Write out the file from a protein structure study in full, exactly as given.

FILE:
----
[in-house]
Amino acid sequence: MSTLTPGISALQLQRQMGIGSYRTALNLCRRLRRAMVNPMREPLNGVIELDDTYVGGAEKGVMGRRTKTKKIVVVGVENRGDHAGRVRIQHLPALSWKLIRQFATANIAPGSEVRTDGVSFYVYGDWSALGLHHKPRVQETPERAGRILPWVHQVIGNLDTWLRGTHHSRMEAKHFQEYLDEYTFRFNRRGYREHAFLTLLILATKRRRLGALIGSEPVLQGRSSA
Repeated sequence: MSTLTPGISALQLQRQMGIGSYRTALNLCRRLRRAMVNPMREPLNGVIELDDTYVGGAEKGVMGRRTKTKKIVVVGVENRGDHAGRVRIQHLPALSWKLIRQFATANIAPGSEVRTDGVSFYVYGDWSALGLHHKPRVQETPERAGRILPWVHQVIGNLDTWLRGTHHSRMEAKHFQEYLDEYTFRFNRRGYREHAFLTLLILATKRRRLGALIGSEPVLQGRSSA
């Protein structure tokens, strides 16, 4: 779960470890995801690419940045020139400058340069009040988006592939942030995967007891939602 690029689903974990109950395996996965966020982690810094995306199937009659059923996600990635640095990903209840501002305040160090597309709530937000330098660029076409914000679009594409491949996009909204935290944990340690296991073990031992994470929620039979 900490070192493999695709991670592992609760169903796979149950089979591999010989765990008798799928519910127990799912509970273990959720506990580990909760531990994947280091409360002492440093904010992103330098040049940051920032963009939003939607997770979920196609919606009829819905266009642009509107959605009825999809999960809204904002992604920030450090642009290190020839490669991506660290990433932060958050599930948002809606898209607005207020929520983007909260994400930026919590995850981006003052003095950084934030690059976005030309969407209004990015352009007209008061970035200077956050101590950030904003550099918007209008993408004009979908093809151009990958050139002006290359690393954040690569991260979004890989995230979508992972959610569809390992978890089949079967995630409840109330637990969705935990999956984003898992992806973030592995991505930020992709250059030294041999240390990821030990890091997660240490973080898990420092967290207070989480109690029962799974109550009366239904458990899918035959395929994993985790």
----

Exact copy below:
[in-house]
Amino acid sequence: MSTLTPGISALQLQRQMGIGSYRTALNLCRRLRRAMVNPMREPLNGVIELDDTYVGGAEKGVMGRRTKTKKIVVVGVENRGDHAGRVRIQHLPALSWKLIRQFATANIAPGSEVRTDGVSFYVYGDWSALGLHHKPRVQETPERAGRILPWVHQVIGNLDTWLRGTHHSRMEAKHFQEYLDEYTFRFNRRGYREHAFLTLLILATKRRRLGALIGSEPVLQGRSSA
Repeated sequence: MSTLTPGISALQLQRQMGIGSYRTALNLCRRLRRAMVNPMREPLNGVIELDDTYVGGAEKGVMGRRTKTKKIVVVGVENRGDHAGRVRIQHLPALSWKLIRQFATANIAPGSEVRTDGVSFYVYGDWSALGLHHKPRVQETPERAGRILPWVHQVIGNLDTWLRGTHHSRMEAKHFQEYLDEYTFRFNRRGYREHAFLTLLILATKRRRLGALIGSEPVLQGRSSA
């Protein structure tokens, strides 16, 4: 779960470890995801690419940045020139400058340069009040988006592939942030995967007891939602 690029689903974990109950395996996965966020982690810094995306199937009659059923996600990635640095990903209840501002305040160090597309709530937000330098660029076409914000679009594409491949996009909204935290944990340690296991073990031992994470929620039979 900490070192493999695709991670592992609760169903796979149950089979591999010989765990008798799928519910127990799912509970273990959720506990580990909760531990994947280091409360002492440093904010992103330098040049940051920032963009939003939607997770979920196609919606009829819905266009642009509107959605009825999809999960809204904002992604920030450090642009290190020839490669991506660290990433932060958050599930948002809606898209607005207020929520983007909260994400930026919590995850981006003052003095950084934030690059976005030309969407209004990015352009007209008061970035200077956050101590950030904003550099918007209008993408004009979908093809151009990958050139002006290359690393954040690569991260979004890989995230979508992972959610569809390992978890089949079967995630409840109330637990969705935990999956984003898992992806973030592995991505930020992709250059030294041999240390990821030990890091997660240490973080898990420092967290207070989480109690029962799974109550009366239904458990899918035959395929994993985790």